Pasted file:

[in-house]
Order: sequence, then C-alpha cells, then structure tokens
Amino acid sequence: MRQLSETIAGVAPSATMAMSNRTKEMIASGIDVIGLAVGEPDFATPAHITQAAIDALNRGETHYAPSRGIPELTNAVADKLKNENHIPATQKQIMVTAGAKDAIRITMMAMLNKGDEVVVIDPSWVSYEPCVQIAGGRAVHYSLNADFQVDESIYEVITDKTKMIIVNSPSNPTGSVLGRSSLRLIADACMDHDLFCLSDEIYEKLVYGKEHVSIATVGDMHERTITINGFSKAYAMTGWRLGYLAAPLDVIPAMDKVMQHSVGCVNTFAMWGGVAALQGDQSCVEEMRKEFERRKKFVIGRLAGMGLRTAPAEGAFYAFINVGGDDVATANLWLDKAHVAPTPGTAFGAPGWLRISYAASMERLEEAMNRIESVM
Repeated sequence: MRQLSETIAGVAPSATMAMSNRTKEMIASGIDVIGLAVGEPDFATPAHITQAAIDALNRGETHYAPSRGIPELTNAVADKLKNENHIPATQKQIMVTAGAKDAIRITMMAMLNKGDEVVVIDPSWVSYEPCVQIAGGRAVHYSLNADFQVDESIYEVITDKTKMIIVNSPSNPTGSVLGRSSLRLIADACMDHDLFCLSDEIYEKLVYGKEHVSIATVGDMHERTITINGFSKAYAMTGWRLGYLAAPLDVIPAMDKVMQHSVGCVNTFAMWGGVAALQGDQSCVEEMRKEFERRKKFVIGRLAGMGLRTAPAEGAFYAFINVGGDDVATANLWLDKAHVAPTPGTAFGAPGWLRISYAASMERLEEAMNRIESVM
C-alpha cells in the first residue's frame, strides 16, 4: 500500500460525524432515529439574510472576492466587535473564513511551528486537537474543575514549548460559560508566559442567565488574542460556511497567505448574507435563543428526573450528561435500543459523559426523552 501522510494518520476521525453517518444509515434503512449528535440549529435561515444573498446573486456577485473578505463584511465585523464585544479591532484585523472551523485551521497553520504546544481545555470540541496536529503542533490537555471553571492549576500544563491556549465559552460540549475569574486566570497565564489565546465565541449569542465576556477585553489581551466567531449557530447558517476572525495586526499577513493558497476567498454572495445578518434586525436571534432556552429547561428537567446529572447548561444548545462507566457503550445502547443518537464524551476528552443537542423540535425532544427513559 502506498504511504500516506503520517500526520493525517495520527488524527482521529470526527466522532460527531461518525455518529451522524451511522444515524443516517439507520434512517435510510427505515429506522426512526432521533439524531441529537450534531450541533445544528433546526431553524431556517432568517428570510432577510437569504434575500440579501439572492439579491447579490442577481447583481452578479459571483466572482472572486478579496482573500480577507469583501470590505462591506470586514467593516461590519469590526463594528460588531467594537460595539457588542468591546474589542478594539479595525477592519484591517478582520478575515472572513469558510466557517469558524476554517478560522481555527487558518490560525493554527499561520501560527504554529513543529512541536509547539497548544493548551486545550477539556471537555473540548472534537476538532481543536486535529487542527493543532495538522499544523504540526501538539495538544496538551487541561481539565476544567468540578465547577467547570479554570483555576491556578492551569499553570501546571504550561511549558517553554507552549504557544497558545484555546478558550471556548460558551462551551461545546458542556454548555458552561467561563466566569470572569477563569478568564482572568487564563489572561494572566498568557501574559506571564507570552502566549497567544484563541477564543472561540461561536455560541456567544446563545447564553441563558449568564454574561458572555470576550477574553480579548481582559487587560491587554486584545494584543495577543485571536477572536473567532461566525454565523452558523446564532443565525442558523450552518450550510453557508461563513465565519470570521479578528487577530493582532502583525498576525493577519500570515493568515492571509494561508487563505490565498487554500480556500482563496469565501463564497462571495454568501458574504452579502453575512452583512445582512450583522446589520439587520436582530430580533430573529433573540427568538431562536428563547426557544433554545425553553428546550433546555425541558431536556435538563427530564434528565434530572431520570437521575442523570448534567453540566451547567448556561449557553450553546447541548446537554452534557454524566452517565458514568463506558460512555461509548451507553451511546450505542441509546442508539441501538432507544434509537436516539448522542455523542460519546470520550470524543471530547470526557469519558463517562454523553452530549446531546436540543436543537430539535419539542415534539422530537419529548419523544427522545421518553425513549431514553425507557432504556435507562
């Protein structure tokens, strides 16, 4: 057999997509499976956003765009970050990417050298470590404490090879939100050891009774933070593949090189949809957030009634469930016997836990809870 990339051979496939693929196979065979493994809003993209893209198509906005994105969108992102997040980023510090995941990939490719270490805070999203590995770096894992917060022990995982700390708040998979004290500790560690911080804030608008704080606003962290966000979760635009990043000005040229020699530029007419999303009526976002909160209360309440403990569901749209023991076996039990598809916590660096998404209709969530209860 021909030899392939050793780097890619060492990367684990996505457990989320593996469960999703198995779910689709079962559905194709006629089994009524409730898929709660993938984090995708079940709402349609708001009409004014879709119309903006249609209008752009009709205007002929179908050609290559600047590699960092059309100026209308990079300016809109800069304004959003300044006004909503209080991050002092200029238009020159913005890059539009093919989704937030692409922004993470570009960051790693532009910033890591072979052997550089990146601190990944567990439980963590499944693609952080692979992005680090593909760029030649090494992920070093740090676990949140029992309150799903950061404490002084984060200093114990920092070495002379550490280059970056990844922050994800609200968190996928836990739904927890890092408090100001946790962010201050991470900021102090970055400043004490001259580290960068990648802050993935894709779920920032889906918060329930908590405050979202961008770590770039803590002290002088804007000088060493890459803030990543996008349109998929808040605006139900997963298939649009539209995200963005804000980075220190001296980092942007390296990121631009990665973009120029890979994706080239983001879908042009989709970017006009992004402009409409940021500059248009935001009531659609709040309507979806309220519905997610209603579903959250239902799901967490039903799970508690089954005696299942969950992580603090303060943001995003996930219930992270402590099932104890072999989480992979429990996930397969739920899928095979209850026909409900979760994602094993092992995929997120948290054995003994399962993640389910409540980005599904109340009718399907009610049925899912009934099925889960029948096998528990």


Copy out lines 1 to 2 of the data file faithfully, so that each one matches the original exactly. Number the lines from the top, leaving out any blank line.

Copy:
[in-house]
Order: sequence, then C-alpha cells, then structure tokens